by Joe Earp
Many visitors and even residents of Bramcote are curious to know the history of the old sunken church standing in a dominating position at the top of Town Street in a crowded churchyard. All that remains of this ancient relic is the small tower.
The Domesday Book (1086) records a settlement in ‘Bruncote’. A simple wooden structure is likely to have served as a place of worship before a stone church was built. The body of the church which consisted the nave, north aisle and the tower date to the 12th or 13th century. The chancel to the church was a later edition. The arch above the east doorway suggests the same early English period as the font. The church was much altered over the years and only guess work can be made of the original church’s appearance.
Most people when first seeing the church often wonder and ask the question-”has the church sunken into the ground?”. The answer is no but the appearance makes it look like that. There is no evidence of subsidence to the church structure. No one really knows how the church came to have the name of the Sunken Church. Perhaps the reason why is because when approaching the church from a great distance it really does appear to be sinking into the ground. The reason why only the tower survives was because of general decay of the church. The main reason for the church’s demolition was because a larger church was built in the 1860s. St Michael & All Angels was built to cater for the growing population of the village. The early photograph below shows what it was like before the nave and chancel were demolished in 1862.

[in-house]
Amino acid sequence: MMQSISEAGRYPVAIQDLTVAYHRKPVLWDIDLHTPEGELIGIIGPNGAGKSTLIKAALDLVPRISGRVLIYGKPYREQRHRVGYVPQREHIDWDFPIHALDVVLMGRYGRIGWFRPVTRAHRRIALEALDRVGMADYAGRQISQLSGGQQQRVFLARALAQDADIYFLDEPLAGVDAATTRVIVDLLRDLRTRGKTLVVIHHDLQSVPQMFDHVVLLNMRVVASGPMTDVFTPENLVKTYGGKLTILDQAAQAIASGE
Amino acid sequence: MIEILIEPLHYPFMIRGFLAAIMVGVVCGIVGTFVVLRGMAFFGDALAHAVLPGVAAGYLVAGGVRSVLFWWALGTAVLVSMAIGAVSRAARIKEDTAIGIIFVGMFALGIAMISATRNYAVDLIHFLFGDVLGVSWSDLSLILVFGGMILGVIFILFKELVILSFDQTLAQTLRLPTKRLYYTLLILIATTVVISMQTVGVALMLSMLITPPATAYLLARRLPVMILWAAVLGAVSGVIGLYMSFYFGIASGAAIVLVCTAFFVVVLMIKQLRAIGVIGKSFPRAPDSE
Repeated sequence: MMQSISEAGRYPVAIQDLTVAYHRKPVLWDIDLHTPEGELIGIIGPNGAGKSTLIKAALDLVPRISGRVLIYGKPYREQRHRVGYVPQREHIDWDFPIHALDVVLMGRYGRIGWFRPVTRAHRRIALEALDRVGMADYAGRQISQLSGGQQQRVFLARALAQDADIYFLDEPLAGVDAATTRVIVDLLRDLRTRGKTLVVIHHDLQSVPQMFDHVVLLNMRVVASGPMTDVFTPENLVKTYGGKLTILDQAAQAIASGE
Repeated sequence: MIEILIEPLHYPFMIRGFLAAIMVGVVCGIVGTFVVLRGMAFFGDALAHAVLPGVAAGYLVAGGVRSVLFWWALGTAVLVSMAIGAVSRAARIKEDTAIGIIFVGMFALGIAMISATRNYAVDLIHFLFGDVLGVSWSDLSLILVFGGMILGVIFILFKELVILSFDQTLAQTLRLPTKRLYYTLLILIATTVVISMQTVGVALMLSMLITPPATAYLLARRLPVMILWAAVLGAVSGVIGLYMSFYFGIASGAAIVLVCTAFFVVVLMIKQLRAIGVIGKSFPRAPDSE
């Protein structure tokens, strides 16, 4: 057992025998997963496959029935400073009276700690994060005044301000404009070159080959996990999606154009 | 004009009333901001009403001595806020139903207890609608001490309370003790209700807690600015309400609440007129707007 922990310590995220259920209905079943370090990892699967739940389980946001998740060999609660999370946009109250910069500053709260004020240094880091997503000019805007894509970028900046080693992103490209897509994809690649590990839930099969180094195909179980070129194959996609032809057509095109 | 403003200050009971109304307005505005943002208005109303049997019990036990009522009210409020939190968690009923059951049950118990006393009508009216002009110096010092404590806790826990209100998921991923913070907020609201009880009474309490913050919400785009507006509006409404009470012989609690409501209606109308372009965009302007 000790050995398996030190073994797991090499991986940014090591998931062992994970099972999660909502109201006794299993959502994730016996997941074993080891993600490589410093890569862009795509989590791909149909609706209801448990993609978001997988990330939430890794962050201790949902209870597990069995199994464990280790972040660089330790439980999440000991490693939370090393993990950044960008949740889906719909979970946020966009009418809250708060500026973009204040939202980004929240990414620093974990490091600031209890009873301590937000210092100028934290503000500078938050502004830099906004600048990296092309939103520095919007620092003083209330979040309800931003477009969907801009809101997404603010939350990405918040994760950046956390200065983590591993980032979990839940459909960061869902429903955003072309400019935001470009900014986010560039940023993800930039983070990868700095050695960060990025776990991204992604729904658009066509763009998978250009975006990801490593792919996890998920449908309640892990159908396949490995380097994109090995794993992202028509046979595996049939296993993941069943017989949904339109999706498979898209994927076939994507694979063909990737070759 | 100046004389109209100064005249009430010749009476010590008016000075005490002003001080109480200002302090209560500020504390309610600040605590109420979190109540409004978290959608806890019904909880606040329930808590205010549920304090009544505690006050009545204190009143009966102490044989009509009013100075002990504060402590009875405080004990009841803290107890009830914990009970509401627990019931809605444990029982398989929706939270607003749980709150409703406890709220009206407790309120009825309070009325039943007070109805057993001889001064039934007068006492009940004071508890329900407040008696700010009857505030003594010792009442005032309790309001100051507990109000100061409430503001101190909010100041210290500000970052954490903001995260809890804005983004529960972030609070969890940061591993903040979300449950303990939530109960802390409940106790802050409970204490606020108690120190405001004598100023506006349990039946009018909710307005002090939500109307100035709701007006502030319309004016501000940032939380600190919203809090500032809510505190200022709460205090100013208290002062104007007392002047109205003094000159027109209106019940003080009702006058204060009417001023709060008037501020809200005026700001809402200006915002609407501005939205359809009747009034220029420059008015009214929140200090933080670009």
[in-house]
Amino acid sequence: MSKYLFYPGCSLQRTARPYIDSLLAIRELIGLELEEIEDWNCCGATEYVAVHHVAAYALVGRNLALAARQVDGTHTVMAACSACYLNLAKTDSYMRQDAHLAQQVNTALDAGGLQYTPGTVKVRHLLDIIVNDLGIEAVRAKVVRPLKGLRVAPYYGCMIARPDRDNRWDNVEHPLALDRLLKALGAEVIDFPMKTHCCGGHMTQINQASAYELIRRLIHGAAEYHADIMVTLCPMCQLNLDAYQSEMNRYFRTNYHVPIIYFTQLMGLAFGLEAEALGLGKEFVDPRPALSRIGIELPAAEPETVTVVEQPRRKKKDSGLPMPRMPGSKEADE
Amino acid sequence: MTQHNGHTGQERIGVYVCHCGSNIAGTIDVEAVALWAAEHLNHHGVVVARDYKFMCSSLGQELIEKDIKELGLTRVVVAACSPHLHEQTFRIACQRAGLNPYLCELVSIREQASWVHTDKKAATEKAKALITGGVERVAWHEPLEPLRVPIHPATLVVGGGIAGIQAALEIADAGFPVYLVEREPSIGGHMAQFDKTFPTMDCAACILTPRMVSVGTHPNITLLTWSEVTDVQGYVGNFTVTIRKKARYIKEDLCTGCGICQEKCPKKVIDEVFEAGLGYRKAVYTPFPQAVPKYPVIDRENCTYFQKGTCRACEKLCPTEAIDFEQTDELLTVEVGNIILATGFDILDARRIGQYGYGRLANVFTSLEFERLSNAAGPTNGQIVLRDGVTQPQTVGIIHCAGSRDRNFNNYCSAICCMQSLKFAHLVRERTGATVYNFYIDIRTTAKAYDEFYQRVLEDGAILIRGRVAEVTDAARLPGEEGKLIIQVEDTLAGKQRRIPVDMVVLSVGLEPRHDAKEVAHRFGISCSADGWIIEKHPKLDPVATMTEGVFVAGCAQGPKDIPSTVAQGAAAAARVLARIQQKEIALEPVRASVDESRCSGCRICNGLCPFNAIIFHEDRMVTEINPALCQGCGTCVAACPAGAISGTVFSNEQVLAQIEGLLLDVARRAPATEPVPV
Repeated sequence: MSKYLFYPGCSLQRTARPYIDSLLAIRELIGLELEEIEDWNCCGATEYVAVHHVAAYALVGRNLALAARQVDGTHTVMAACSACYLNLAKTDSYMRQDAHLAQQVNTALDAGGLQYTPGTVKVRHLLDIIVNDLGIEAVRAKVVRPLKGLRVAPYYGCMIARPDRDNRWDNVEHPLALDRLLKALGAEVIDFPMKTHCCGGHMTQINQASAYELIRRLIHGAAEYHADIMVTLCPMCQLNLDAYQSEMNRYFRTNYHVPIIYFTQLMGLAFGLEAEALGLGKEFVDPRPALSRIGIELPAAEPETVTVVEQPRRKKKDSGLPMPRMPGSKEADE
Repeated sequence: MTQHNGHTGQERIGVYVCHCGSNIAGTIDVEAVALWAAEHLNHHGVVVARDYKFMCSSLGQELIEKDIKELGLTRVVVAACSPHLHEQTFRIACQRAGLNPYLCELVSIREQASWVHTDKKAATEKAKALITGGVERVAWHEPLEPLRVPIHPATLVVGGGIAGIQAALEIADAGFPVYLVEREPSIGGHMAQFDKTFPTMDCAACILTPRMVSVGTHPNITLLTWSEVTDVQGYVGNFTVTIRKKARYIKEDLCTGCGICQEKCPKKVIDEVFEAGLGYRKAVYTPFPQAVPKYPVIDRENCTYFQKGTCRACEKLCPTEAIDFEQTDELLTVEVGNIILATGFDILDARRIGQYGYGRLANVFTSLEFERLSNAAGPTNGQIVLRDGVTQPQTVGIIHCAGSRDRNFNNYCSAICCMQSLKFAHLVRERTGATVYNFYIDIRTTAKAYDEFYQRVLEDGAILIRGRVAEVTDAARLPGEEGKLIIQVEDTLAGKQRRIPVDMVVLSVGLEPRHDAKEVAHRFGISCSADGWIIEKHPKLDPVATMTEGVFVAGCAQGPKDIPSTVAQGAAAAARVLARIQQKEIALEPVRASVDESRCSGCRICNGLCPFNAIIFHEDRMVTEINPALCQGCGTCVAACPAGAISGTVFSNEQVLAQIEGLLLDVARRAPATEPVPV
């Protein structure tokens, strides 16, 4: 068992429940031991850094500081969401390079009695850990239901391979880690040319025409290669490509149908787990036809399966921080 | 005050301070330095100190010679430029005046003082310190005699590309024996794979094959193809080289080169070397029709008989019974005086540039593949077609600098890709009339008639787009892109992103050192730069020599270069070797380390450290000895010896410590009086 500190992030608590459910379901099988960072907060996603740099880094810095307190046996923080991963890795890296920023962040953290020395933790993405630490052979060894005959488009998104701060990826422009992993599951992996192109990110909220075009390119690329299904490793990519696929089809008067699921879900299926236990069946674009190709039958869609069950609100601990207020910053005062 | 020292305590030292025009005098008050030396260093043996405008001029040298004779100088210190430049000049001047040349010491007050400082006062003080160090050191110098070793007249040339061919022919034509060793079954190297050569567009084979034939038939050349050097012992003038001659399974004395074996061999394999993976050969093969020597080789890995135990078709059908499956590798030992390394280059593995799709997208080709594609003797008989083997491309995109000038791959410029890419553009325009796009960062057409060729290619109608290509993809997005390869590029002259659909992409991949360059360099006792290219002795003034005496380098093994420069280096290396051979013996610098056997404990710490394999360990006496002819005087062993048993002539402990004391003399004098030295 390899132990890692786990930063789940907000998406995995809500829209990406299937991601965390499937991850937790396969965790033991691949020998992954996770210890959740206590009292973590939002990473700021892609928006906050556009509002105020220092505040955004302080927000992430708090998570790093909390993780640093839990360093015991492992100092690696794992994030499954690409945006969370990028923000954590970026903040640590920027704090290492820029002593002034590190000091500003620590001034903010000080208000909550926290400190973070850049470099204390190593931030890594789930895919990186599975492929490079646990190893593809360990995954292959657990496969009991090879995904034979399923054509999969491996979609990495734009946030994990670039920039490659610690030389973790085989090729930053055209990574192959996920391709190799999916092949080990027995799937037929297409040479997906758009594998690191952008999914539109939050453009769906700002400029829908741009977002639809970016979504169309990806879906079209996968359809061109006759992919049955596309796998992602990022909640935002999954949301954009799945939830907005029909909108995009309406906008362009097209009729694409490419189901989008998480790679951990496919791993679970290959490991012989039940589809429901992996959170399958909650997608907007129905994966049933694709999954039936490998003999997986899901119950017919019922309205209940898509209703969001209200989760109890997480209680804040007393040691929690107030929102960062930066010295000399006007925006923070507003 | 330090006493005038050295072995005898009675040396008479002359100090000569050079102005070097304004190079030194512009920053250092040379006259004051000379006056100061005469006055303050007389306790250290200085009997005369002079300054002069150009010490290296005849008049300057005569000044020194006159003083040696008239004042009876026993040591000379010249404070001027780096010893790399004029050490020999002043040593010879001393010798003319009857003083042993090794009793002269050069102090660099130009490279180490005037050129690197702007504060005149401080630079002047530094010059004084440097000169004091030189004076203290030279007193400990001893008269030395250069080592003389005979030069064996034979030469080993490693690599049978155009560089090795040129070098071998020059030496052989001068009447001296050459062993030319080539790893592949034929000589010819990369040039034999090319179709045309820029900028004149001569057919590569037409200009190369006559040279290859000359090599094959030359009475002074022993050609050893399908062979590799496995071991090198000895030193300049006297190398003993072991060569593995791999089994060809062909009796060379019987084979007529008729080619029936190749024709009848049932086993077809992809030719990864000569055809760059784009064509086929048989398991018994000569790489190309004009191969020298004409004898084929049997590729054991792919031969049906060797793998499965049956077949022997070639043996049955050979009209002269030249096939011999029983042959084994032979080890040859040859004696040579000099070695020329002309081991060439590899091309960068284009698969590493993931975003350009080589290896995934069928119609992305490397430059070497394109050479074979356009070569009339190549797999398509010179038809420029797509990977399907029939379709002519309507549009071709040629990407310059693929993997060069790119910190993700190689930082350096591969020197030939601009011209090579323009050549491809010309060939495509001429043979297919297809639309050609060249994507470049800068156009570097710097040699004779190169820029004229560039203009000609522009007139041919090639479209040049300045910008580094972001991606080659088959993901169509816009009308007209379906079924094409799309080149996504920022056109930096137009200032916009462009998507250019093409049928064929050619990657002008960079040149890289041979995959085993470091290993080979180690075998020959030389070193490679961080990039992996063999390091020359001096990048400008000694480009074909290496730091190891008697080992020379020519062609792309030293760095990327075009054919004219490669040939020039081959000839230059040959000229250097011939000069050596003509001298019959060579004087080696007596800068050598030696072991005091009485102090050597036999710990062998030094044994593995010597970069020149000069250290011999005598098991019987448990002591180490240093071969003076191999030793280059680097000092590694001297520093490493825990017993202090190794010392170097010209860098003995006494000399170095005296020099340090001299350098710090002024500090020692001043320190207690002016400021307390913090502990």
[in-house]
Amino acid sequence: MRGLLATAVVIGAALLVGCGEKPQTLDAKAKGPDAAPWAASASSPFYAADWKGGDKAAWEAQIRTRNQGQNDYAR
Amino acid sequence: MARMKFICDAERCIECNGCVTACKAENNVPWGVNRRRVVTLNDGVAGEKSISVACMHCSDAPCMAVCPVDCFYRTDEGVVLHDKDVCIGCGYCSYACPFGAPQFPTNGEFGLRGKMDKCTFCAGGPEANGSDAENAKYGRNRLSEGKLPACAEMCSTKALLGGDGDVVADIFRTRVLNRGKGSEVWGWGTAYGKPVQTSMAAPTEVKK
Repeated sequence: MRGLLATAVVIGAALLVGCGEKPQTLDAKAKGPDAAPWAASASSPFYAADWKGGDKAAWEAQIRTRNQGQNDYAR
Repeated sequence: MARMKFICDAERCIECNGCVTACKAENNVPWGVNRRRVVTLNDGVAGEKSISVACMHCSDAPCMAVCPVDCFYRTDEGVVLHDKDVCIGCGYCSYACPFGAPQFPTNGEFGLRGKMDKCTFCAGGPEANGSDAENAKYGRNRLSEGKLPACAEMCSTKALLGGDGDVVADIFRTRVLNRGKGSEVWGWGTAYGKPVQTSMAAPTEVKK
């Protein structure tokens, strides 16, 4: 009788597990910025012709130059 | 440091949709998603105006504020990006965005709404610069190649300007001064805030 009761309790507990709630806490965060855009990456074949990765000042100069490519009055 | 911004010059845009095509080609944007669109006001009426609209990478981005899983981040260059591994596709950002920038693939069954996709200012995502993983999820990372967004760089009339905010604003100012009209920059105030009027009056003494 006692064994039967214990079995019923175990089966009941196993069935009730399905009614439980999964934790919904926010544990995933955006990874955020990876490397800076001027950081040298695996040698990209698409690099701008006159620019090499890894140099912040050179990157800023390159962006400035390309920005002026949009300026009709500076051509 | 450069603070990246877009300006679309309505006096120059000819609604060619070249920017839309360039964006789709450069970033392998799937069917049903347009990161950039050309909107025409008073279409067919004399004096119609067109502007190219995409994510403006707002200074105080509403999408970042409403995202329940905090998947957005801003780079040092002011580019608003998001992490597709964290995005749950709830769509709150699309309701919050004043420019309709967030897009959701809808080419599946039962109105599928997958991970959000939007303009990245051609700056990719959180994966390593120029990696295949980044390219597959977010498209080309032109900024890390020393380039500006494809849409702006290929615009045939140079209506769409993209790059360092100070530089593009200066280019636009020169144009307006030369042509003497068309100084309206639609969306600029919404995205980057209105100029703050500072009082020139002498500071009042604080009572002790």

The building was described in a Bishops Terrier of 1777 as “in tolerable condition, having three new bells and an elegant singing gallery”. It is believed to have held around 30 people, far to small for the influx of framework knitters, coal miners and domestic servants to the gentry in the mid 19th century. The village population was 700 in 1850 and the burial ground was full by the end of that decade.
When the new church of St Michael & All Angels was built the local squire, John Sherwin Gregory, gave the land for the church. Stone from the old church was used in construction of the boundary wall. The Tower was preserved to house some memorials, and although the bells were transferred to the new church along with the font, the timber bell frame of 1586 is still in situ.
In more modern times the grounds fell into neglect and the tower was deemed unsafe. In recent years however both the tower and the grounds have undergone renovation and restoration by the Bramcote Old Tower Trust, supported by the Friends of the Old Church Tower, for the community and visitors to enjoy.